Growth velocity and final height in elite female rhythmic and artistic

HORMONES 2012, 11(1):61-69
Research paper
Growth velocity and final height in elite female rhythmic
and artistic gymnasts
Neoklis A. Georgopoulos,1,5 Anastasia Theodoropoulou,2 Nikolaos D. Roupas,1
Loredana Rottstein,2 Athanasios Tsekouras,2 Panagiotis Mylonas,2 George A. Vagenakis,2
Eftychia Koukkou,3 Anastasia K. Armeni,2 George Sakellaropoulos,4 Michel Leglise,5
Apostolos G. Vagenakis,2 Kostas B. Markou2
Department of Obstetrics and Gynecology, Division of Reproductive Endocrinology, University of Patras Medical
School, 2Department of Medicine, Division of Endocrinology, University of Patras Medical School, 3Department of
Endocrinology, “Elena Venizelou” Hospital, Athens, 4Medical Physics, University of Patras, Patras, Greece, 5International
Federation of Gymnastics Medical Committee, Lausanne, Switzerland
PURPOSE: The aim of this study was to determine the impact of intensive training on adult
final height in elite female rhythmic and artistic gymnasts. METHODS: The study included
215 rhythmic gymnasts (RG) and 113 artistic gymnasts (AG). RESULTS: AG were below the
50th percentile, while RG were taller than average. Final adult height was lower than target
height in AG, while in RG, it exceeded target height. AG started training earlier than RG
(p<0.001) and reported lower intensity of training (p<0.001). RG were taller than AG, with
higher target height, greater Δ final height-target height and lower body fat and BMI (p<0.001).
Using multiple regression analysis, the main factors influencing final height were weight SDS
(p<0.001), target height SDS (p<0.001) and age of menarche (p<0.001) for RG, and weight
SDS (p<0.001) and target height SDS (p<0.001) for AG. CONCLUSION: In both elite female
RG and AG, genetic predisposition to final height was not disrupted and remained the main
force of growth. Although in elite RG genetic predisposition for growth was fully preserved,
in elite female AG final adult height falls shorter than genetically determined target height,
though within the standard error of prediction.
Key Words: Adult height, Artistic gymnasts, Athletes, Final height, Growth, Growth velocity,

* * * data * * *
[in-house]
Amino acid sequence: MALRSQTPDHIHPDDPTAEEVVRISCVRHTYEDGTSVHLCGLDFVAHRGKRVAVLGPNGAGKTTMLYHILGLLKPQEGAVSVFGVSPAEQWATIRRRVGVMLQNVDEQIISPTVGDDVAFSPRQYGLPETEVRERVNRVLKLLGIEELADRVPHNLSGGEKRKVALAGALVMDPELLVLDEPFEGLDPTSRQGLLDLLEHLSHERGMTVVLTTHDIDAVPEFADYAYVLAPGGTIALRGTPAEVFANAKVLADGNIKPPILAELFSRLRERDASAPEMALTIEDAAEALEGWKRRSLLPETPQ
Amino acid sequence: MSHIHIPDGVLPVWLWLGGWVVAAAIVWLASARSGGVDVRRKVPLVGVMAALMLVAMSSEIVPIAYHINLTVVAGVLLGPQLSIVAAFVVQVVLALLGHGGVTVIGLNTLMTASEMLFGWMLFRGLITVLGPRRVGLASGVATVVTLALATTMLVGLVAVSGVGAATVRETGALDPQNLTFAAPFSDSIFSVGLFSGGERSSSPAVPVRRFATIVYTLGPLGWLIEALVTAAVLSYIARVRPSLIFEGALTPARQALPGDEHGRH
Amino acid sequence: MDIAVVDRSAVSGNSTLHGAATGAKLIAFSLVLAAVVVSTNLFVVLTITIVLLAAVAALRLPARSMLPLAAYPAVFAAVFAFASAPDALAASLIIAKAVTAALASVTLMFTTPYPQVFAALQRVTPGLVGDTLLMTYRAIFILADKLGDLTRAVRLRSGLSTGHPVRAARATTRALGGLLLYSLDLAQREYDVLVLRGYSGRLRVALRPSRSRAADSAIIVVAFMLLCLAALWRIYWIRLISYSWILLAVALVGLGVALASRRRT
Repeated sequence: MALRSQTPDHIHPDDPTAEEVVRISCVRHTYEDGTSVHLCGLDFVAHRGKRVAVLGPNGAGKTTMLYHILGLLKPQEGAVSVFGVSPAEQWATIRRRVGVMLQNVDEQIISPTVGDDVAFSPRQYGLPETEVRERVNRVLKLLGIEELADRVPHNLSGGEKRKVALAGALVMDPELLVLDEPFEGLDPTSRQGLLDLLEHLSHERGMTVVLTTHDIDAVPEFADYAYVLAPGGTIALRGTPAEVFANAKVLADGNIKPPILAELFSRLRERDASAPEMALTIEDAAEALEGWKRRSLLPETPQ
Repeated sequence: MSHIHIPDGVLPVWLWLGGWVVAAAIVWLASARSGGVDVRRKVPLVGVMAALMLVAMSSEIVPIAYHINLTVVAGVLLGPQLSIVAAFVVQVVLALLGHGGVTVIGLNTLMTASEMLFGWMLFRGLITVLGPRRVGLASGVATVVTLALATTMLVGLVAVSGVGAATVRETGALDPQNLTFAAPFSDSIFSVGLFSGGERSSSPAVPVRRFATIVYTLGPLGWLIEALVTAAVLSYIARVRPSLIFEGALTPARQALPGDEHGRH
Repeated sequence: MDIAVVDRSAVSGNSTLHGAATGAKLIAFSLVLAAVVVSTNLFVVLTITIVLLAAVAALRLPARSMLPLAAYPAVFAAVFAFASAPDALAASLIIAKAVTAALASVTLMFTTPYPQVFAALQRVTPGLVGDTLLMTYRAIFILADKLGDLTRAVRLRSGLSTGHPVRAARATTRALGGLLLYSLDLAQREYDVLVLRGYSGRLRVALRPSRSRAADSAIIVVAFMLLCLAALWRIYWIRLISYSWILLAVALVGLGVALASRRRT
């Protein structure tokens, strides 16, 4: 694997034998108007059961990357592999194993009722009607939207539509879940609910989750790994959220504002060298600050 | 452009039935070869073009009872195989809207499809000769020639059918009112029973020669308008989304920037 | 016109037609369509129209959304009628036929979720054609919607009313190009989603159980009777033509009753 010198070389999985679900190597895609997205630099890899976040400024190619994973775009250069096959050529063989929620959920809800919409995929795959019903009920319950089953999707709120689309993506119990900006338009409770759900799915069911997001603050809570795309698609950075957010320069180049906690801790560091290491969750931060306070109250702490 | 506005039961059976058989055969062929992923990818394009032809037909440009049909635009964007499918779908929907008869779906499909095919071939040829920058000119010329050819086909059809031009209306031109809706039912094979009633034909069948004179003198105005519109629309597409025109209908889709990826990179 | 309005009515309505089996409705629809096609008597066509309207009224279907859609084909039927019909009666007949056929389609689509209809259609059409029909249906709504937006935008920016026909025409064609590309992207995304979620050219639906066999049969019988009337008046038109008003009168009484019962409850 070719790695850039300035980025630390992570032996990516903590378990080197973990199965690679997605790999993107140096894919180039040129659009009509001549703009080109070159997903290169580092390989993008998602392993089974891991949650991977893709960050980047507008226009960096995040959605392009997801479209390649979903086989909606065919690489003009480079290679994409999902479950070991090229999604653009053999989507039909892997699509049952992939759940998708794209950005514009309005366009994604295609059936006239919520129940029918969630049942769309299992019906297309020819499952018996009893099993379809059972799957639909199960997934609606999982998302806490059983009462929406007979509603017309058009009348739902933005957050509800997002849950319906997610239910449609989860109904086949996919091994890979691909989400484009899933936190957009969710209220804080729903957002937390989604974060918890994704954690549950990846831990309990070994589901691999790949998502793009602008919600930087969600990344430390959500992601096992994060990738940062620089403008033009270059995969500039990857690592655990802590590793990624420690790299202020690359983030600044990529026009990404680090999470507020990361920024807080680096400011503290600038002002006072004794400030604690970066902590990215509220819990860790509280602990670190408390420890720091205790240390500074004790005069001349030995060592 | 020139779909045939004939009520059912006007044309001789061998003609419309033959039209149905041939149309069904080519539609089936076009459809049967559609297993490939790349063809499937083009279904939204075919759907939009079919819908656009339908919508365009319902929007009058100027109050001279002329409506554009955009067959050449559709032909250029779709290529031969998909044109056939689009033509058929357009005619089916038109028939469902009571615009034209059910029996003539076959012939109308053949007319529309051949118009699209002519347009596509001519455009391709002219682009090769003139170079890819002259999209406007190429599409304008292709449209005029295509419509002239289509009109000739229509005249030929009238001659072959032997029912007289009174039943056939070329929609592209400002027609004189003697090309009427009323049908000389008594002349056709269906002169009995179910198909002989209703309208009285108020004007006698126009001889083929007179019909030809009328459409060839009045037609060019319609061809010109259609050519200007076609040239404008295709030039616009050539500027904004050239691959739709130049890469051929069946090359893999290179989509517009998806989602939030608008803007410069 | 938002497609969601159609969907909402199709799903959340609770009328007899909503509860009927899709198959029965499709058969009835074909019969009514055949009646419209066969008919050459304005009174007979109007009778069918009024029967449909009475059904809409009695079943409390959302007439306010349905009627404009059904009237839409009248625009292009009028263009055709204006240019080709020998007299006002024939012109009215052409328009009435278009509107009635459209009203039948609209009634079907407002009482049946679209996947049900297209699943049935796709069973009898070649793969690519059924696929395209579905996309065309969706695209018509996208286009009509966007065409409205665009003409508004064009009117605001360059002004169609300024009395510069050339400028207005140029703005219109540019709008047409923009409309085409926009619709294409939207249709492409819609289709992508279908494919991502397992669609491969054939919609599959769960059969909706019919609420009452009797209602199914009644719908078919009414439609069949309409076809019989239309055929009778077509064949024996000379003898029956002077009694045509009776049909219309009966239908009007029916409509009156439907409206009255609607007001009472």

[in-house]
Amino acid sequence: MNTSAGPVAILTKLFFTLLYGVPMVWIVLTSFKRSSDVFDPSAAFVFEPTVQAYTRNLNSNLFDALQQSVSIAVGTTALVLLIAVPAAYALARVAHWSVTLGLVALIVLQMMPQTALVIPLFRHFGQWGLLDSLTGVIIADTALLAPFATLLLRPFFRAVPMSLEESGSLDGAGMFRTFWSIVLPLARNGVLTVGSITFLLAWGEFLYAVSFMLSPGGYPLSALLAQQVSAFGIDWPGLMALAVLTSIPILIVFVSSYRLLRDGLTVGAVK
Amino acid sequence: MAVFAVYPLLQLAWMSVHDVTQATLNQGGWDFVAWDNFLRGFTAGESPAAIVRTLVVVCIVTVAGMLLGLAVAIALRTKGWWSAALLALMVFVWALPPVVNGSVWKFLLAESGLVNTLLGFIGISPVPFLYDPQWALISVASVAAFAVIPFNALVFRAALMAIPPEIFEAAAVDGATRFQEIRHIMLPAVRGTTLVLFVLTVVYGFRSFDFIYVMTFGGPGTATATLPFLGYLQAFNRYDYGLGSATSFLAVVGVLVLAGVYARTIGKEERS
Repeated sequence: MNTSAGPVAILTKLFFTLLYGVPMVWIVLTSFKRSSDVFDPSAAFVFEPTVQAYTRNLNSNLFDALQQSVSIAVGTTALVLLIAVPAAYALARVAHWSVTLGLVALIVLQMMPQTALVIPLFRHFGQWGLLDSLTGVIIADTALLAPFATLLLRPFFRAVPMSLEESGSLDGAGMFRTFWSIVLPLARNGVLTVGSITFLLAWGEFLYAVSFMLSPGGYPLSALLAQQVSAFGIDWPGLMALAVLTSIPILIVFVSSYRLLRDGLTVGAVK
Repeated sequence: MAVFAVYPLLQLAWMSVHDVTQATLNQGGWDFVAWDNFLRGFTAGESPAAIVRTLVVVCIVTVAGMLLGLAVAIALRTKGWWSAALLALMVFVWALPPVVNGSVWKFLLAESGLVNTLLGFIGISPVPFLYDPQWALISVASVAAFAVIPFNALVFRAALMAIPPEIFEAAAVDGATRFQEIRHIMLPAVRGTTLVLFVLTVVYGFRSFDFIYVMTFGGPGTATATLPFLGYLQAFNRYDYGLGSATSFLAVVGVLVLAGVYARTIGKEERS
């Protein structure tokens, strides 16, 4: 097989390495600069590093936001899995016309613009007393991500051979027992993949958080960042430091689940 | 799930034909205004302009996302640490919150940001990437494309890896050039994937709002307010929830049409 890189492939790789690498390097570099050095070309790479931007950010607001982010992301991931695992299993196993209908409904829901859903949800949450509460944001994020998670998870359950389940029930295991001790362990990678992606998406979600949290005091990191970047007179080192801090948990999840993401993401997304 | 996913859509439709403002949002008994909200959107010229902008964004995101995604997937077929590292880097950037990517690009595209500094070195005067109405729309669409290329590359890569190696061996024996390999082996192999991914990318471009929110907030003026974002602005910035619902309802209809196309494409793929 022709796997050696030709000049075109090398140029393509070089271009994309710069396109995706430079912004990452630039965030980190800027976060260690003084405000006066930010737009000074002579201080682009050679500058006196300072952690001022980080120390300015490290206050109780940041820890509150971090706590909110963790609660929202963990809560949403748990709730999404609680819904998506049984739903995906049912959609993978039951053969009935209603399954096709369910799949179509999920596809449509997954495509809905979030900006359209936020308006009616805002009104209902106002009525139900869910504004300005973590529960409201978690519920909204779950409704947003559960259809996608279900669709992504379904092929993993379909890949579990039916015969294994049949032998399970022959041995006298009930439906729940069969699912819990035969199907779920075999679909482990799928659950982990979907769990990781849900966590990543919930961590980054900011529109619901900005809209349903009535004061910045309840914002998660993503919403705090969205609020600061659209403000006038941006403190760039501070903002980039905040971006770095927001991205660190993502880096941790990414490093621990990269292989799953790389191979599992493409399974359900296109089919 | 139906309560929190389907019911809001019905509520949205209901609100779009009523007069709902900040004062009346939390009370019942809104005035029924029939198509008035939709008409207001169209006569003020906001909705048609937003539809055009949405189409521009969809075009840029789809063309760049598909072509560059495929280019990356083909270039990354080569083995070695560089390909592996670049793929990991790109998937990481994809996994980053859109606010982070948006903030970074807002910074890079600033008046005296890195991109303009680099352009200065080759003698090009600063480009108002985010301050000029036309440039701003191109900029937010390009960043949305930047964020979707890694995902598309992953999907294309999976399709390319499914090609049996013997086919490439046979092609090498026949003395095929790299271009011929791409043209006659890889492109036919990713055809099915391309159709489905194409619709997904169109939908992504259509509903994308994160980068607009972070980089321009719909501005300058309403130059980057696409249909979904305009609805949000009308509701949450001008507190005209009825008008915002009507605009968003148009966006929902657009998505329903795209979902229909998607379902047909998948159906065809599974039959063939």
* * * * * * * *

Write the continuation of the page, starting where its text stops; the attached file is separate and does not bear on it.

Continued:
Gymnastics, Rhythmic gymnasts
Corresponding and reprint request author:
Neoklis A. Georgopoulos, Department of Obstetrics and
Gynecology, Division of Reproductive Endocrinology,
University of Patras Medical School, University Hospital,
26500 Patras, Greece, Tel.: +30-2610-999835,
Fax: +30-2610-993854, e-mail: [email protected]
Received 05-09-11, Revised 1-10-11, Accepted 05-11-11
SDS: Standard Deviation score
BMI: Body mass index
AG: Artistic Gymnasts
RG: Rhythmic Gymnasts
F.I.G.: International Federation of Gymnastics
U.E.G.: European Union of Gymnastics
N.A. Georgopoulos ET AL
Subjects and Methods
Rhythmic and artistic gymnastics are two distinct
sports, each requiring very specialized skills. Artistic
gymnastics is practised by both males and females,
while rhythmic gymnastics is exclusively for female
athletes. Rhythmic (RG) and artistic Gymnasts (AG)
are exposed to high levels of physical and psychological stress during adolescence. The detrimental effects
of these factors on growth, skeletal maturation, and
pubertal development have been clearly documented
in AG, leading to a significant late maturation.1-5
Although prospective growth predictions, thanks to
late catch-up growth, appear normal,1-4 a decrease
in height predictions with time was observed that
could ultimately result in lower final adult height.5
By contrast, in high level RG, despite the significant
delay in skeletal maturation and pubertal development,6 genetic predisposition of growth, as expressed
by predictions of final adult height, was preserved.7
The rational study was prospective and longitudinal, although the current analysis of data is crosssectional. Data from 215 female RG and 113 female
AG were obtained during the gymnastics competitions
of European and World Championships for a period
of 12 years (1997-2009). Gymnasts were National
team members from 28 countries who represented all
continents and all races. The mean age was 19.0±1.6
for RG and 18.9±1.7 for AG (Table 1). The study
was conducted under the authorization of the F.I.G.
and the European Union of Gymnastics (U.E.G.).
Informed consent was obtained in accordance with
article 7 of the medical organization of the official
F.I.G. competitions. The medical authority of the
F.I.G. is authorized to function as an institutional
review board for human research subjects. All athletes
participated voluntarily under the authorization of
the heads of their national delegations.
Data from the literature are controversial and
difficult to compare. In RG no final impairment of
growth has ever been documented. On the other
hand, data in AG anthropometric measurements
and prospective growth predictions appeared within
normal limits,4,8-11 while in other studies evidence for
a reduction of growth potential and a decrease in
mean height predictions over time was provided.5,12
The results reported are derived from athletes at a
different level of competition (college athletes, high
performers, etc). Nevertheless, the increasing demand
for ever higher performance levels has raised the
intensity of training during the last 20-30 years. The
International Federation of Gymnastics (F.I.G.) has
therefore adopted this study designed to determine
the particular pattern of growth as well as final adult
height of elite female RG and AG athletes. The